According to a recent Institutes of Medicine report, clamor for reform of the delivery and payment of health care has all but ignored a crucial aspect of patient care: diagnosis. But after the report’s authors got top billing in the Journal of the American Medical Association’s December 15 issue, we are one step closer to giving this issue the attention it deserves.
Because diagnosis serves as the starting point for all subsequent health care decisions, arriving at an accurate diagnosis is crucial for patient safety. The IOM report—titled “Improving Diagnosis in Health Care”—estimates that diagnostic errors account for up to 17 percent of hospital adverse events and are implicated in 10 percent of patient deaths. Most Americans will be misdiagnosed at least once in their lifetime. And, as healthcare becomes more complex, IOM researchers predict that incidence of diagnostic errors will likely rise.
The IOM report urges the healthcare industry to commit to a concerted effort to address diagnostic error. And it offers a few fundamental strategies towards this aim: targeting training and education for healthcare professionals; improving teamwork among healthcare providers, patients, and families; creating a payment and care delivery environment that supports the diagnostic process; and focusing on research related to diagnosis and diagnostic accuracy.
Improving teamwork is particularly crucial for better diagnosis. Effective diagnosis depends upon effective collaboration between patients, families, and health care professionals with different educational and training backgrounds. Teamwork between clinicians may be difficult when the diagnostic process unfolds across different settings or takes place in a frenzied environment. In emergency room settings, for instance, doctors, nurses, and technicians must multi-task and work together to arrive at a diagnosis amidst a constant stream of new patients and information.
In confronting these challenges, the IOM report urges health care organizations to facilitate teamwork in the diagnostic process, ensuring that all health care professionals have the knowledge, skills, resources, and support to collaborate effectively and in a timely manner. The IOM committee also suggests educational approaches, such as adding diagnostic skills training to professional school curricula and developing certification and accreditation programs that reinforce and evaluate those skills.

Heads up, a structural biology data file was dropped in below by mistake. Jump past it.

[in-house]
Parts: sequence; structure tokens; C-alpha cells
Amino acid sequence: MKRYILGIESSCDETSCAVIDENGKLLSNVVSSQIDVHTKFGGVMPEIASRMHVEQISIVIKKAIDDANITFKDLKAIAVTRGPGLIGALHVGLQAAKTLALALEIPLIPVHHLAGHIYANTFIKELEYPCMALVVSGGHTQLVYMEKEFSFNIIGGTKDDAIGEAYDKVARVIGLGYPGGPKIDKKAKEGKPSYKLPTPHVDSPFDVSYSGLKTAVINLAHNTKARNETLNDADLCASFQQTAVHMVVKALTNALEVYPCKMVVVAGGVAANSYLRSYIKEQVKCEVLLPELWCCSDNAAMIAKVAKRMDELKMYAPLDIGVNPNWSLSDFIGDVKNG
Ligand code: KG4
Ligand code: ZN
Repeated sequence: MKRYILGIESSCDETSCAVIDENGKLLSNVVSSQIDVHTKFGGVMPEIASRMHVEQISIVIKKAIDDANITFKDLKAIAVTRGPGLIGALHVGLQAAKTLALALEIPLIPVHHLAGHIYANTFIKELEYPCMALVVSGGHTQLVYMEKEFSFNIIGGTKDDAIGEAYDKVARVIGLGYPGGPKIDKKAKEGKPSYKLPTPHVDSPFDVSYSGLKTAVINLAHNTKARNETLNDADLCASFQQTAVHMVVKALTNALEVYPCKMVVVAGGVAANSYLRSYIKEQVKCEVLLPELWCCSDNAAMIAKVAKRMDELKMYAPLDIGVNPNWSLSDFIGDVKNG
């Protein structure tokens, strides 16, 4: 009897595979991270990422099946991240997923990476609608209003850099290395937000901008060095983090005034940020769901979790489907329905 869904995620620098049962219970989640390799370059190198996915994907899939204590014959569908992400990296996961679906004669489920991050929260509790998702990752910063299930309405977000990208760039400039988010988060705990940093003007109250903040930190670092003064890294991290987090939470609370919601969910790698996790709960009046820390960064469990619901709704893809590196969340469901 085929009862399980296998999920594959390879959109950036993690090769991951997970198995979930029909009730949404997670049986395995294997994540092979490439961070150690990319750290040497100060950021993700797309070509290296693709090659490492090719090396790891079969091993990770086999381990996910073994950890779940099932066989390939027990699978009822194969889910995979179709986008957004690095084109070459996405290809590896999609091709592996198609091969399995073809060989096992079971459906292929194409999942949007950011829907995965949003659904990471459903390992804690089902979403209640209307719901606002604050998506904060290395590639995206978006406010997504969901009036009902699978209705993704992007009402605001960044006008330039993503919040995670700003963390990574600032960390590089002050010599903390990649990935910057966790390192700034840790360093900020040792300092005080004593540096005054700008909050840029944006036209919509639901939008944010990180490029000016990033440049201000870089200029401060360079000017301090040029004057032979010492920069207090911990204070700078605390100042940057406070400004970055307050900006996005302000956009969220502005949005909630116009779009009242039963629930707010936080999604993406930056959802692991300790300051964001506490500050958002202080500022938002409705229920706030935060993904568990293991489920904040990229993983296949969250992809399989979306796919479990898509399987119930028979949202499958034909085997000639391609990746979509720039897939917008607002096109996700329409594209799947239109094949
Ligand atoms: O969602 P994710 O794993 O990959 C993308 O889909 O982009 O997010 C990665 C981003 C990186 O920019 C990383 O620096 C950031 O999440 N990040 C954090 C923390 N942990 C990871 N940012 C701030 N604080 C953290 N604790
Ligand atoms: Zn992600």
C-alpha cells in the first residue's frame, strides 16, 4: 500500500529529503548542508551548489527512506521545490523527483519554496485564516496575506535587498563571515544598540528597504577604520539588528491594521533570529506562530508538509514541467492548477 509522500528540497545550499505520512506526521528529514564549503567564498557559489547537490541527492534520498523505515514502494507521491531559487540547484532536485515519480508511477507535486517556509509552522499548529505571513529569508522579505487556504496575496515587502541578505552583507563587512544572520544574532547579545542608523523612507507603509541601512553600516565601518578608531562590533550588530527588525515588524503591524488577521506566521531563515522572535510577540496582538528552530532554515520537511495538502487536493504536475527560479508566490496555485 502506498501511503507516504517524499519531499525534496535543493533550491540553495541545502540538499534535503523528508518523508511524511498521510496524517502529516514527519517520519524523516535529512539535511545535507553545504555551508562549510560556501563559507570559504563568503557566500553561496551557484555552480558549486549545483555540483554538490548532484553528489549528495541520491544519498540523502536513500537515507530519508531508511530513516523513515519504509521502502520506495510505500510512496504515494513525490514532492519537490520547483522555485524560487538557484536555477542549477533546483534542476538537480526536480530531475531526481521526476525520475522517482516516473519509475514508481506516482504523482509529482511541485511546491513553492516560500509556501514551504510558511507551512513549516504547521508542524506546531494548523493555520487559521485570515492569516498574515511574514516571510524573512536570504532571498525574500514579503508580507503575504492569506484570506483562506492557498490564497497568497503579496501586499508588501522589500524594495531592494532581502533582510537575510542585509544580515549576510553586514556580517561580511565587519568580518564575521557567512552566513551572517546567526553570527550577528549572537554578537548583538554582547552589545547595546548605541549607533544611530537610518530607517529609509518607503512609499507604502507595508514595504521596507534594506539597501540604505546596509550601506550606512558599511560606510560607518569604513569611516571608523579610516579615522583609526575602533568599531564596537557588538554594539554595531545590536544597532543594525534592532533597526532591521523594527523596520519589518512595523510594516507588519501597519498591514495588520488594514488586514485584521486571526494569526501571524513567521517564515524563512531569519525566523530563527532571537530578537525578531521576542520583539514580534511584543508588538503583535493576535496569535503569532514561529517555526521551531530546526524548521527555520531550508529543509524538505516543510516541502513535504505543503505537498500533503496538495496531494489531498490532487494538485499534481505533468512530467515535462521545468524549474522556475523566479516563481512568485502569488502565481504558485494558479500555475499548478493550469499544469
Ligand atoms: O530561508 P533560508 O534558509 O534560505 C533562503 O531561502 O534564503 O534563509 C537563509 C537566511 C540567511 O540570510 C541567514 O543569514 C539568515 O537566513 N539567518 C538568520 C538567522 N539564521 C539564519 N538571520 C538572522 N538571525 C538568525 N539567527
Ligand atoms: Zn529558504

Payment and care delivery models also influence the diagnostic process and the occurrence of diagnostic errors. The committee notes that current fee-for-service payment systems incentivize procedure-oriented care and divert attention from tasks in diagnosis, such as performing a thorough clinical history, interview, and physical exam. The report proposes changes to fee-for-service payment to improve collaboration and emphasize tasks in the diagnostic process. For example, the committee recommends that Medicare, Medicaid, and other payers extend coverage for evaluation activities that are not currently coded or covered, such as time spent by pathologists and radiologists in advising physicians on testing for specific patients.
The report goes on to assert that diagnostic errors have been a “blind spot” in the delivery of quality health care at least in part because of a lack of available data and research. In the IOM’s view, reducing the prevalence of misdiagnosis will require collecting information about its occurrence and learning from these errors to implement necessary changes. The report suggests that health care organizations can encourage professionals to identify and learn from errors by promoting a non-punitive work culture. Additionally, the IOM committee urges federal agencies to develop a coordinated research agenda on the diagnostic process by the end of 2016 and commit dedicated funding to it. Diagnostic errors represent a complex challenge, and specific interventions must be rigorously evaluated for efficacy and safety.
Fifteen years ago, the landmark IOM report, “To Err is Human,” began a crucial discussion about patient safety within the health care community and spurred subsequent health care quality reform efforts. Here’s hoping that this IOM report sparks a similar revolution when it comes to medical diagnosis.